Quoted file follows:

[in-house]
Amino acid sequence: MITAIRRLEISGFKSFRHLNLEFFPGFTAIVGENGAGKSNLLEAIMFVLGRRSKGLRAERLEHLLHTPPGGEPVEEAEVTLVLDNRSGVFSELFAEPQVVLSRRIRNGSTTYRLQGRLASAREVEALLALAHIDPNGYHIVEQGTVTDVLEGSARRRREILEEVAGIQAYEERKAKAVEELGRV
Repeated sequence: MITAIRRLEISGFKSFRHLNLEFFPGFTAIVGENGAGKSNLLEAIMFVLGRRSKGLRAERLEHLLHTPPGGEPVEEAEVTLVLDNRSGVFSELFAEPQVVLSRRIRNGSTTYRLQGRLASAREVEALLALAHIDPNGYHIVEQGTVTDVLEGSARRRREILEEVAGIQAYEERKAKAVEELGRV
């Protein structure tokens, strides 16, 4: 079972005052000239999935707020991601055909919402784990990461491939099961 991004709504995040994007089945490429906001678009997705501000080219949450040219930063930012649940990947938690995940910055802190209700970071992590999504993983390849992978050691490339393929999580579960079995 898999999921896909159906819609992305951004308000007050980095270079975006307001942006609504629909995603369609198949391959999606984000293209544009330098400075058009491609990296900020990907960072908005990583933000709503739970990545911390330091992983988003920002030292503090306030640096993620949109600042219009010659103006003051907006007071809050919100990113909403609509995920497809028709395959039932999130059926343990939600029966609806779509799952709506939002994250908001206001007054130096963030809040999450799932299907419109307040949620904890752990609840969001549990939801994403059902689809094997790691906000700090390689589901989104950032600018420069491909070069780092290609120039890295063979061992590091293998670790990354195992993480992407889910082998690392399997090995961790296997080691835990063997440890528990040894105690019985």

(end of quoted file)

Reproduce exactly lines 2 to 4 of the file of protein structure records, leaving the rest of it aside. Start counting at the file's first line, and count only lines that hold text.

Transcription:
Amino acid sequence: MITAIRRLEISGFKSFRHLNLEFFPGFTAIVGENGAGKSNLLEAIMFVLGRRSKGLRAERLEHLLHTPPGGEPVEEAEVTLVLDNRSGVFSELFAEPQVVLSRRIRNGSTTYRLQGRLASAREVEALLALAHIDPNGYHIVEQGTVTDVLEGSARRRREILEEVAGIQAYEERKAKAVEELGRV
Repeated sequence: MITAIRRLEISGFKSFRHLNLEFFPGFTAIVGENGAGKSNLLEAIMFVLGRRSKGLRAERLEHLLHTPPGGEPVEEAEVTLVLDNRSGVFSELFAEPQVVLSRRIRNGSTTYRLQGRLASAREVEALLALAHIDPNGYHIVEQGTVTDVLEGSARRRREILEEVAGIQAYEERKAKAVEELGRV
């Protein structure tokens, strides 16, 4: 079972005052000239999935707020991601055909919402784990990461491939099961 991004709504995040994007089945490429906001678009997705501000080219949450040219930063930012649940990947938690995940910055802190209700970071992590999504993983390849992978050691490339393929999580579960079995 898999999921896909159906819609992305951004308000007050980095270079975006307001942006609504629909995603369609198949391959999606984000293209544009330098400075058009491609990296900020990907960072908005990583933000709503739970990545911390330091992983988003920002030292503090306030640096993620949109600042219009010659103006003051907006007071809050919100990113909403609509995920497809028709395959039932999130059926343990939600029966609806779509799952709506939002994250908001206001007054130096963030809040999450799932299907419109307040949620904890752990609840969001549990939801994403059902689809094997790691906000700090390689589901989104950032600018420069491909070069780092290609120039890295063979061992590091293998670790990354195992993480992407889910082998690392399997090995961790296997080691835990063997440890528990040894105690019985």